Palace co-chairman Steve Parish announced the news at a hastily-arranged press conference.
The defeat to Fulham left Palace second bottom of the Premier League, with seven losses from eight games.
Parish said: "Ian's contract at Crystal Palace has come to an end by mutual consent.
"Ian felt that a new approach might help keep us in the division.
"I've enjoyed every minute of working with Ian. He leaves our club with his head held very high.
"I'd like to put the record straight. We've never fallen out. We've worked together brilliantly. We feel we need to move on to progress."
Holloway only took over at Selhurst Park last November and led them to promotion via the play-offs.
But this season only Sunderland's woeful form has kept them off the foot of the table and the thrashing at home by fellow strugglers Fulham was the final straw.
Holloway said: "I have pride in the job we've both done. It wasn't easy. If Steve's last manager (Dougie Freedman, who left for Bolton) wasn't headhunted I wouldn't have been here.
"We need to shut up shop in this division. At the minute we've got a whole new group there.
"Part of my talking with Steve was about am I the one with the energy left?
"I have to hold my hand up and say we didn't keep the spirit that got us up. We changed too much too quickly."
Holloway was brutally honest in his assessment of the situation, saying the club has "lost the spirit" they had last season because of the raft of new signings.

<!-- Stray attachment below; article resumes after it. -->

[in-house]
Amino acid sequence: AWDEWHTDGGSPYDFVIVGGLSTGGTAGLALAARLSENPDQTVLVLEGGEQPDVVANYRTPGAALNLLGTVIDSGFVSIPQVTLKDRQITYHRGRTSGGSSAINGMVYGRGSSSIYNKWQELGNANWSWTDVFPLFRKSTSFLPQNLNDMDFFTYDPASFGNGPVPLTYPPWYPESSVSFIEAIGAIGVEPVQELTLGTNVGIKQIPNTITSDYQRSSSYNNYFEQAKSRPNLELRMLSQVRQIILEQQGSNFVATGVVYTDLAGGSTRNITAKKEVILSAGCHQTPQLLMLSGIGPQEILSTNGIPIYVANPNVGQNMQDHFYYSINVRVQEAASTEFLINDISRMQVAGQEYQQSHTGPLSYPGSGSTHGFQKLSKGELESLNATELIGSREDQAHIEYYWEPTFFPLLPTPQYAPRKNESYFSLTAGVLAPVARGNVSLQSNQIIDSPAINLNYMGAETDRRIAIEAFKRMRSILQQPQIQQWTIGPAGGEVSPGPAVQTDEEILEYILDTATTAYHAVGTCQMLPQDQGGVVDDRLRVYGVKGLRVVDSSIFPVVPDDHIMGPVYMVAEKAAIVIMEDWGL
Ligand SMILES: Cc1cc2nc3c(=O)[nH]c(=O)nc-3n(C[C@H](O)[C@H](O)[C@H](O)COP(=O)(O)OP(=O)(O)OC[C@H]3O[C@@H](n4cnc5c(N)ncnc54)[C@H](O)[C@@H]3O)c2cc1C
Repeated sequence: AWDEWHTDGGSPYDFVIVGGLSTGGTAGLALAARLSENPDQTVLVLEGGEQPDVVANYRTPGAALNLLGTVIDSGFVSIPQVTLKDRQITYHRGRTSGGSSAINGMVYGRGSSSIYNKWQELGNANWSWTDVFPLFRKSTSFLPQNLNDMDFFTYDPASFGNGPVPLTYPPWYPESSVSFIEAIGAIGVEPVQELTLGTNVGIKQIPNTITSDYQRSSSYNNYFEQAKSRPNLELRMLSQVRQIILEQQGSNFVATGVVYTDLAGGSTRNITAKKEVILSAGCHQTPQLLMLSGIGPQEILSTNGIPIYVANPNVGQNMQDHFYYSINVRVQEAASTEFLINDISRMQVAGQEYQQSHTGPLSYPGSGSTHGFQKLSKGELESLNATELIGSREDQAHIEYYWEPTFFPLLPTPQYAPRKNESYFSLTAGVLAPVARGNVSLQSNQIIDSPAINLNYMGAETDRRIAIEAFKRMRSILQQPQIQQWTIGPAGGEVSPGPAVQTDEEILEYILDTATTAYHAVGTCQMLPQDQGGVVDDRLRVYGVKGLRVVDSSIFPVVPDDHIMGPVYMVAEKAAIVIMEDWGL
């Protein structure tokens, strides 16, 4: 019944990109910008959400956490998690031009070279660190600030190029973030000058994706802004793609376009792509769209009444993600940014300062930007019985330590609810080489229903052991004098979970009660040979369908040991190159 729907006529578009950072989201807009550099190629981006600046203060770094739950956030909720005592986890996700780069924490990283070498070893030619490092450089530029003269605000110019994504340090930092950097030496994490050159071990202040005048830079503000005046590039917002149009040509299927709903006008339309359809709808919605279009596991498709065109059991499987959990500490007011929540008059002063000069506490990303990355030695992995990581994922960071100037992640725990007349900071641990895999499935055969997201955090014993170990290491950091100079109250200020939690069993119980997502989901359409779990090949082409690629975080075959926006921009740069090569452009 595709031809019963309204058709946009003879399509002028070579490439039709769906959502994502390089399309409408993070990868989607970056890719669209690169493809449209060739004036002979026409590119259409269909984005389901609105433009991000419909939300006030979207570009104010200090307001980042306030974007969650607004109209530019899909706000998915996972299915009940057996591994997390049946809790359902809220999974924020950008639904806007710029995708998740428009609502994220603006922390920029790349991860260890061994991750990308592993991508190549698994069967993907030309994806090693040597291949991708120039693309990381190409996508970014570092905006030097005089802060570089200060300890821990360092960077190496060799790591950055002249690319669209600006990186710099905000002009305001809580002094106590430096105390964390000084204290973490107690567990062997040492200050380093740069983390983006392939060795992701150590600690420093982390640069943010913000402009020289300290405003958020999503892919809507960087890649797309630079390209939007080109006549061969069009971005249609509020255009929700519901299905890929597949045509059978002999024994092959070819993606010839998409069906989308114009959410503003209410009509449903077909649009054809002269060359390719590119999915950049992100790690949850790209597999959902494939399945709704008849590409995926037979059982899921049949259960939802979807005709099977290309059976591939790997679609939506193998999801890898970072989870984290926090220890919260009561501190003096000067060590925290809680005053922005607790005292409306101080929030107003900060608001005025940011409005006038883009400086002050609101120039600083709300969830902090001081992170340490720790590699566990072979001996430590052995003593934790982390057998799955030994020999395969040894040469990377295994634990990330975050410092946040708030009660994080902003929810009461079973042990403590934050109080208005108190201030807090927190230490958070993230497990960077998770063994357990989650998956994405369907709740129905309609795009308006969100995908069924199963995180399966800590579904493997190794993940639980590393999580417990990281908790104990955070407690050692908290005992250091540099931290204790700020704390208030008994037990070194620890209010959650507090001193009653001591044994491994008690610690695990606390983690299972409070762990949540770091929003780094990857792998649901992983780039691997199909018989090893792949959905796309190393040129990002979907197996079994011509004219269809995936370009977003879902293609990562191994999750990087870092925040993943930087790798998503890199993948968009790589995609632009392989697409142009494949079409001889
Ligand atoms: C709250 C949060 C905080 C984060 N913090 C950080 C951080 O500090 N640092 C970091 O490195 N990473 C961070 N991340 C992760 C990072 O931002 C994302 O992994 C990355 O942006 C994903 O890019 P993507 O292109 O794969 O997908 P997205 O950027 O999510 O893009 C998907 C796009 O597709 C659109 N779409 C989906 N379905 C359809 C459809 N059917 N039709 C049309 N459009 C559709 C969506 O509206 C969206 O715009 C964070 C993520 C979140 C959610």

Palace signed enough players for an entire new team over the summer, bringing in the likes of the much-maligned Marouane Chamakh from Arsenal, Reading pair Adrian Mariappa and Jimmy Kebe, Jerome Thomas from West Brom, Jose Campana from Sevilla, Stephen Dobbie from Brighton, Dwight Gayle from Peterborough, Elliot Grandin from Holloway's former club Blackpool and, on loan, Southampton's Jason Puncheon and Stoke's Cameron Jerome
Holloway said: "I hold myself and Steve responsible. I didn't value enough the spirit of the group that helped us get to the Premier League
"I've lost the spirit of that group. I owe it to the lads to admit that.
"I'm not saying my new signings aren't good enough. But they need to buy into this football club the same way my other lads did.
"It is a privilege to have worked at Palace. With me out the way, the new man will have a chance to start again.
"I could never work any harder than I have done."
Parish said he would consult Holloway when it came to appointing the new manager, saying they needed someone with more top-flight experience.
"We've got a whole group of people who are only really used to the Championship and dropped them into the Premier League," he said.
"I think we both realised we need someone with more experience at this level."
Parish emphasised that he never had any intention of sacking Holloway, praising the 50-year-old for doing the "honourable thing" and admitting he was not the man for the job.
He confirmed Keith Millen would take temporary charge for the match against Arsenal on Saturday and he had no permanent replacement lined up.
Parish said: "I was more than happy to get relegated and come back up with Ian. The word 'sacked' has never been mentioned among the directors
"Ian's been very noble and he's come forward and said, 'I can't do it'.
"Ian feels very strongly that we need to stay in this division. It's so difficult to get out of the Championship now.
"You'd love to have someone in place next week, but I haven't got a list. I wanted Ian to wake up and say 'sorry about the blip' and stay."
Holloway added: "This club needs an impetus of energy. But I just feel tired to be honest. I'm worn out.
"All I can do is be as honest as I can and wish everyone at the club well. I just need time to chill out."